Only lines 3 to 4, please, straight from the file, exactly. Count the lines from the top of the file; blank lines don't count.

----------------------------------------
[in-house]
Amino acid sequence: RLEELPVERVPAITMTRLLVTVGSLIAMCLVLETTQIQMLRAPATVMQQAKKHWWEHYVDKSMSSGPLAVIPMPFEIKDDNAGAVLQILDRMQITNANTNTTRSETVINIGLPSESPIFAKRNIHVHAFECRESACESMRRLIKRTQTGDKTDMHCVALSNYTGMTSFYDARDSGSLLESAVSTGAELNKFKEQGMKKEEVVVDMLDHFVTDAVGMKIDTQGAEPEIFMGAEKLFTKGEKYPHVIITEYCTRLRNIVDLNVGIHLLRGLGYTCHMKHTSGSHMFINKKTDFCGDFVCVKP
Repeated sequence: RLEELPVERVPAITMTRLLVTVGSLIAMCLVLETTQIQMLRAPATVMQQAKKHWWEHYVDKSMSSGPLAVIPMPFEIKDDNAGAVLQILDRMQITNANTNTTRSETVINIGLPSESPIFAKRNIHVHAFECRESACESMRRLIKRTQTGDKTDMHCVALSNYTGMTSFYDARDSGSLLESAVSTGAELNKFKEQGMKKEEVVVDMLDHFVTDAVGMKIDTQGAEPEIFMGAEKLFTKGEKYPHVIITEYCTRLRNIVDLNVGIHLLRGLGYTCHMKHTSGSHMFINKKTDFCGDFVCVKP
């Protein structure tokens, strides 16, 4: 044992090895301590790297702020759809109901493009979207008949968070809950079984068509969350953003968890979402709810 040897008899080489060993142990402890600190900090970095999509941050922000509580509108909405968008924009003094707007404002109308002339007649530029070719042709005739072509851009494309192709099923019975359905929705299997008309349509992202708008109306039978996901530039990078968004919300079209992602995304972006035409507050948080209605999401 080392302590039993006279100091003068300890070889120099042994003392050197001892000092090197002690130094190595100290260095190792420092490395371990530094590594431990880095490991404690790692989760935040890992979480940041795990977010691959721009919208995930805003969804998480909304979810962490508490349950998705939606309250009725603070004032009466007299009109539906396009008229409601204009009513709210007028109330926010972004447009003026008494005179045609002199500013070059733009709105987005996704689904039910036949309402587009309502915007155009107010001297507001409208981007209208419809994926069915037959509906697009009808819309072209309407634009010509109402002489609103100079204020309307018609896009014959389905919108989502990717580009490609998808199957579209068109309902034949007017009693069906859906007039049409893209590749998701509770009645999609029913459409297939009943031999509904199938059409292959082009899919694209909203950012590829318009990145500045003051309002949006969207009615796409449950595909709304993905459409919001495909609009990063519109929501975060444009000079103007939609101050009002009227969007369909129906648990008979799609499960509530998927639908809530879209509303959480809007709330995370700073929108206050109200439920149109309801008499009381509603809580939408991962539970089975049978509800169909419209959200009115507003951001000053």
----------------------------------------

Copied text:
Repeated sequence: RLEELPVERVPAITMTRLLVTVGSLIAMCLVLETTQIQMLRAPATVMQQAKKHWWEHYVDKSMSSGPLAVIPMPFEIKDDNAGAVLQILDRMQITNANTNTTRSETVINIGLPSESPIFAKRNIHVHAFECRESACESMRRLIKRTQTGDKTDMHCVALSNYTGMTSFYDARDSGSLLESAVSTGAELNKFKEQGMKKEEVVVDMLDHFVTDAVGMKIDTQGAEPEIFMGAEKLFTKGEKYPHVIITEYCTRLRNIVDLNVGIHLLRGLGYTCHMKHTSGSHMFINKKTDFCGDFVCVKP
């Protein structure tokens, strides 16, 4: 044992090895301590790297702020759809109901493009979207008949968070809950079984068509969350953003968890979402709810 040897008899080489060993142990402890600190900090970095999509941050922000509580509108909405968008924009003094707007404002109308002339007649530029070719042709005739072509851009494309192709099923019975359905929705299997008309349509992202708008109306039978996901530039990078968004919300079209992602995304972006035409507050948080209605999401 080392302590039993006279100091003068300890070889120099042994003392050197001892000092090197002690130094190595100290260095190792420092490395371990530094590594431990880095490991404690790692989760935040890992979480940041795990977010691959721009919208995930805003969804998480909304979810962490508490349950998705939606309250009725603070004032009466007299009109539906396009008229409601204009009513709210007028109330926010972004447009003026008494005179045609002199500013070059733009709105987005996704689904039910036949309402587009309502915007155009107010001297507001409208981007209208419809994926069915037959509906697009009808819309072209309407634009010509109402002489609103100079204020309307018609896009014959389905919108989502990717580009490609998808199957579209068109309902034949007017009693069906859906007039049409893209590749998701509770009645999609029913459409297939009943031999509904199938059409292959082009899919694209909203950012590829318009990145500045003051309002949006969207009615796409449950595909709304993905459409919001495909609009990063519109929501975060444009000079103007939609101050009002009227969007369909129906648990008979799609499960509530998927639908809530879209509303959480809007709330995370700073929108206050109200439920149109309801008499009381509603809580939408991962539970089975049978509800169909419209959200009115507003951001000053």